Henri Salmide; his defiance saved port of Bordeaux from Nazis
BORDEAUX, France - A former German officer who helped save Bordeaux’s port from destruction by Nazi forces in World War II has died.
Henri Salmide, born Heinz Stahlschmidt, died Tuesday, said Alain Moga, deputy mayor of Bordeaux. He was 92.
The Germans had a plan to blow up the port of Bordeaux before they retreated toward the end of the war. About 4,000 fuses needed for the plan were stored in the city’s munitions depot.
Mr. Salmide, then a junior officer in the German Navy, defied his superiors and blew up the depot, rendering the fuses useless and saving the port, Moga said. Hunted by the Gestapo and the French police, Mr. Salmide hid with Moga’s grandmother, becoming a family friend, the deputy mayor said.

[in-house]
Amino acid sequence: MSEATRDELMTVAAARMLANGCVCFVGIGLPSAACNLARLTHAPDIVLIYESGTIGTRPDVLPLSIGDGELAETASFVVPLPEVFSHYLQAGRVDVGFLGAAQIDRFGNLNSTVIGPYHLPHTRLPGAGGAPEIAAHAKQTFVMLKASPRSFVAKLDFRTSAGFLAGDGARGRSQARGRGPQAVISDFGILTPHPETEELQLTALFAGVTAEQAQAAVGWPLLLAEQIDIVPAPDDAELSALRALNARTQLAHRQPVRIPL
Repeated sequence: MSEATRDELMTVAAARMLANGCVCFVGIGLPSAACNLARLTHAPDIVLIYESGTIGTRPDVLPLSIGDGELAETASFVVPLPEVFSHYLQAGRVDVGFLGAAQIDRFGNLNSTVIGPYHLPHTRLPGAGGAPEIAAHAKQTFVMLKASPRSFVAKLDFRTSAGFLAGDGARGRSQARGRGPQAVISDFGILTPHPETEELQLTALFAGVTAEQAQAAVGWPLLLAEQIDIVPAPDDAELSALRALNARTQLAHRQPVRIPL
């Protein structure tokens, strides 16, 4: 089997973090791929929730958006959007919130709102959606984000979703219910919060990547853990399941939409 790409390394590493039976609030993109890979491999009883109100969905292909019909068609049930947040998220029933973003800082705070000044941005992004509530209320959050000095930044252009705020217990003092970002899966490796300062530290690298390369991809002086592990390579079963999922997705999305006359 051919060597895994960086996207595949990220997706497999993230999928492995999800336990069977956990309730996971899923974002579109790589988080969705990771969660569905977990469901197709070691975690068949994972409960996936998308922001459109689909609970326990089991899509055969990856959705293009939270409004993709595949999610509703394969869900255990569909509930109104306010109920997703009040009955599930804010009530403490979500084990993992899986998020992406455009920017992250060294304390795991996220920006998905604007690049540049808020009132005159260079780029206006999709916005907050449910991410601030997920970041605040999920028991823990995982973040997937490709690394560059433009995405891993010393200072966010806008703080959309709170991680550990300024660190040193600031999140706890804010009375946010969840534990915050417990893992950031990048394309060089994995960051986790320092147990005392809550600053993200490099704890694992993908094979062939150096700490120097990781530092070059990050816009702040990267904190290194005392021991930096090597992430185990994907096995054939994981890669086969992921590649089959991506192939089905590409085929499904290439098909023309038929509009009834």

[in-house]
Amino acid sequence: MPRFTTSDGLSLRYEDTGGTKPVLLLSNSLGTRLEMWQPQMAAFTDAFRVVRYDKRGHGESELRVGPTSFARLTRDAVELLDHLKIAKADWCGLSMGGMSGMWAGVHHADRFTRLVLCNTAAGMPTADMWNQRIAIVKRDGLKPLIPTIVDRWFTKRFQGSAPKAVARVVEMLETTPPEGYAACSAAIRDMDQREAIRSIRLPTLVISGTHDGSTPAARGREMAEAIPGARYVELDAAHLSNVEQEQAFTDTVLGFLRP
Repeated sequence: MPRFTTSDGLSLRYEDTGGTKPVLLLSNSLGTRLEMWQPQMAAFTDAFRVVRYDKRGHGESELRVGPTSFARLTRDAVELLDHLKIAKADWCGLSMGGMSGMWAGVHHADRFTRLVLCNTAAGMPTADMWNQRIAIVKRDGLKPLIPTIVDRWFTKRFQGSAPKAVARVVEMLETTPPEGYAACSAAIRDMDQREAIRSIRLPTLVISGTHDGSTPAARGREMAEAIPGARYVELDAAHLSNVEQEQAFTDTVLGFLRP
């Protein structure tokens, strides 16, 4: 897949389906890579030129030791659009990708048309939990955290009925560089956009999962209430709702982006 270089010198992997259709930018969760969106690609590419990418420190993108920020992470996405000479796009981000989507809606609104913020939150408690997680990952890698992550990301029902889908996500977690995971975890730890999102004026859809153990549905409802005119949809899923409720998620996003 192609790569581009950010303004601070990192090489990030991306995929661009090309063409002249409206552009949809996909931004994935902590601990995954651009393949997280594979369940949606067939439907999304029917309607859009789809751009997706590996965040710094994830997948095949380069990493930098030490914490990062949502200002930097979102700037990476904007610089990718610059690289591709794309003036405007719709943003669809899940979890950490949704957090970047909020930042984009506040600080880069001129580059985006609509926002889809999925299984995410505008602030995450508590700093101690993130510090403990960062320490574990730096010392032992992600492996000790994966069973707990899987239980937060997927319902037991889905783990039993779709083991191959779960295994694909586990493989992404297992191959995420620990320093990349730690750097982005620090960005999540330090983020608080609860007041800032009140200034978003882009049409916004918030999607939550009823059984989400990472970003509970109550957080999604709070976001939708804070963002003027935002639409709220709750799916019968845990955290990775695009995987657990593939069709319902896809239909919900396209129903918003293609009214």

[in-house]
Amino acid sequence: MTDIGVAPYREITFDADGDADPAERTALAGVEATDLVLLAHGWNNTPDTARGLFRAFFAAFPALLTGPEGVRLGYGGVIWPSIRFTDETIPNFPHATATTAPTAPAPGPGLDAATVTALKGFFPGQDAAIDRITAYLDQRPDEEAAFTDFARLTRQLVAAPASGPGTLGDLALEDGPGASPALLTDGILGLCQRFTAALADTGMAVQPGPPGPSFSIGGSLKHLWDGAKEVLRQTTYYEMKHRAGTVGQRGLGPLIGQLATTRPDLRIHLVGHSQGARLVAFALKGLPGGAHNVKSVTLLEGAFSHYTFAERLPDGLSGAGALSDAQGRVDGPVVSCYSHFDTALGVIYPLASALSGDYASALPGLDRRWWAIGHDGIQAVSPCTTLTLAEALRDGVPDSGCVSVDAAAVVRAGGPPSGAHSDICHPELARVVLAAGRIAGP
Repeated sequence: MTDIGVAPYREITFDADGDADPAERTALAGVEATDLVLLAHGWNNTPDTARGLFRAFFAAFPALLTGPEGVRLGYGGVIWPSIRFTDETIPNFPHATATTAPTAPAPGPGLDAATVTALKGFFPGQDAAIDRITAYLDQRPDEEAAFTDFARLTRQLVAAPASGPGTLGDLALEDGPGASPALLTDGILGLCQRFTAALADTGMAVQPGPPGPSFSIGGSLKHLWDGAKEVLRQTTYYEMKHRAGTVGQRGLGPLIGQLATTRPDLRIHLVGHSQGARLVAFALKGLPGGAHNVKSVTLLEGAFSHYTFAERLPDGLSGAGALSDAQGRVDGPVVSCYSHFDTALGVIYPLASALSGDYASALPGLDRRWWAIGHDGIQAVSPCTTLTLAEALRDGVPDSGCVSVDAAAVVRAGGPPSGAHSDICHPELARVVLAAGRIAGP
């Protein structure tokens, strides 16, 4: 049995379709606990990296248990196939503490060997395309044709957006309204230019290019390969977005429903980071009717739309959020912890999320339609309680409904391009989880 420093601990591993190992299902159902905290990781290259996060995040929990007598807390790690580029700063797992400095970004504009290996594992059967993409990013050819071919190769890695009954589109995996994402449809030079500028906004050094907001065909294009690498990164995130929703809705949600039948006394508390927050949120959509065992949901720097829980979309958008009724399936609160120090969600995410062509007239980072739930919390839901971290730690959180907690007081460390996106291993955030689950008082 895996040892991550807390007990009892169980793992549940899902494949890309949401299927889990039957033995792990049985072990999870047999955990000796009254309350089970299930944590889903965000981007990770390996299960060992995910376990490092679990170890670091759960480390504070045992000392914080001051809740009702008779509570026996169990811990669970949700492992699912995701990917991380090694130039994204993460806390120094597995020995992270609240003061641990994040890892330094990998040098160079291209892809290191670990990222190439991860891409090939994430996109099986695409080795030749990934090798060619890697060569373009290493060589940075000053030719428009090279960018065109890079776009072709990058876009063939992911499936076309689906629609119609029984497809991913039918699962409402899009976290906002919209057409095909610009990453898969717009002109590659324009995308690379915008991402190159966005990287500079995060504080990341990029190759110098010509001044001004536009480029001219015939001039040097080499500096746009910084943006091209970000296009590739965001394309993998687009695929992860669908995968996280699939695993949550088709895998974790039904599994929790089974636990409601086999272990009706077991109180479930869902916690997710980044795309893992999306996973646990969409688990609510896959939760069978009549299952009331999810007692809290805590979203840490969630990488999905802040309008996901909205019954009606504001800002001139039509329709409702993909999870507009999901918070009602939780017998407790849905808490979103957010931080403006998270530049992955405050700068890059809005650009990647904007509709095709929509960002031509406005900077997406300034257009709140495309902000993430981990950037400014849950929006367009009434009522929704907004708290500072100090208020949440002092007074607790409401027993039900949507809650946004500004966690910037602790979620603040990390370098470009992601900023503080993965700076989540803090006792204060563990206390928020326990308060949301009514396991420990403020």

After the war, he remained in France and was naturalized Henri Salmide in 1947. He married a French woman and stayed in Bordeaux the rest of his life, and was decorated with the French Legion of Honor in 2000.
The Bordeaux City Hall said this week that it would like to erect a memorial in honor of Mr. Salmide and his services to the City of Bordeaux.